Mice deficient in corticotropin-releasing factor receptor type 2 exhibit normal ethanol-associated behaviors

Amanda L. Sharpe, Sarah C. Coste, Sue Burkhart-Kasch, Na Li, Mary P. Stenzel-Poore, Tamara J. Phillips

Research output: Contribution to journalArticlepeer-review

24 Scopus citations


Background: Stress is believed to influence alcohol use and relapse in alcoholics. Animal studies suggest an interaction between corticotropin- releasing factor (CRF) and its receptors and the behavioral effects and consumption of alcohol. The objective of these studies was to examine the effect of corticotropin-releasing factor receptor type 2 (CRF2) on ethanol consumption, conditioned taste aversion, sedation, and hypothermia. Methods: CRF2-null mutant or knock-out (KO), and wild-type (WT) mice were used to assess consumption of increasing concentrations of ethanol in a two-bottle, 24-hr test and during daily limited-access sessions. Ethanol-induced conditioned taste aversion (CTA), loss of righting reflex (LORR), hypothermia, and ethanol metabolism kinetics were also examined in the CRF2 KO and WT mice. Results: CRF2 KO mice did not differ from WT mice in sensitivity to ethanol-induced CTA, LORR, hypothermia, or ethanol metabolism kinetics. There was no genotypic difference in ethanol intake or preference in the 24-hr, two-bottle choice procedure, and only modestly reduced consumption of the 7.5 and 10% ethanol solutions in KO versus WT mice in the limited-access procedure. Conclusions: CRF2 deficiency had little effect on several ethanol-associated behaviors in CRF2-null mutant compared with WT mice, suggesting that this receptor does not have a primary role in modulating these behaviors. Evidence of a role for this receptor in neural circuits subserving stress-coping behaviors suggest that future studies should focus on the role of endogenous CRF2 in ethanol-associated behaviors in mice that are stressed or withdrawing from dependence on ethanol.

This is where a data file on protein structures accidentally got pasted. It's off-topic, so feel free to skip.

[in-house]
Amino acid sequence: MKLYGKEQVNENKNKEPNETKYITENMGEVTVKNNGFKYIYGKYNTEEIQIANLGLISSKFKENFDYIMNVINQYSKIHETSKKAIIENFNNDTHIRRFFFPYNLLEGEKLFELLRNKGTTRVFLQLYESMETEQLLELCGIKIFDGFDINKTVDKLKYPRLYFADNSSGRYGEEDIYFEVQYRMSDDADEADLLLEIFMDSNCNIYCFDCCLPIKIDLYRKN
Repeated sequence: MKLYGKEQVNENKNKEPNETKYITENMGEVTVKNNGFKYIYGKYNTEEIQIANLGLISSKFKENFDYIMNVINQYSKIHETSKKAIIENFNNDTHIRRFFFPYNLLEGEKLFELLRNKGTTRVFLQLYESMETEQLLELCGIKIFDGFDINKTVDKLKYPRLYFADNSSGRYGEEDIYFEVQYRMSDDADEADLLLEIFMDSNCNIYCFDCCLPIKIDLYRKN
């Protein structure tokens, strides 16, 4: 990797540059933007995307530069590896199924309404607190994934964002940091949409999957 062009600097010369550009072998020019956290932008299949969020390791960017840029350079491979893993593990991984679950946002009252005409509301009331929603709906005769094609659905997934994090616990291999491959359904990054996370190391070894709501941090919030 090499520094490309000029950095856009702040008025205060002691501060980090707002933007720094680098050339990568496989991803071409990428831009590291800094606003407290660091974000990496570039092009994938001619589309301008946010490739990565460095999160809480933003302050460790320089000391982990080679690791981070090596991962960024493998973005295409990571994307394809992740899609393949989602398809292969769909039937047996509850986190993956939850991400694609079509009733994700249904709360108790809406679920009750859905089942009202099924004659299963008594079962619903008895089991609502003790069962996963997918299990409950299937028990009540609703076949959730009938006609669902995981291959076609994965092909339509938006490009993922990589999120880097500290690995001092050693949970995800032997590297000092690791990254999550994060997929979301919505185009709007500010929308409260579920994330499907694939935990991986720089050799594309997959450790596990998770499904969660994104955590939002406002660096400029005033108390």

Original languageEnglish (US)
Pages (from-to)1601-1609
Number of pages9
JournalAlcoholism: Clinical and Experimental Research
Issue number9
StatePublished - Sep 2005


  • Conditioned Taste Aversion
  • Drinking
  • Hypothermia
  • Loss of Righting Reflex
  • Preference

ASJC Scopus subject areas

  • Medicine (miscellaneous)
  • Toxicology
  • Psychiatry and Mental health


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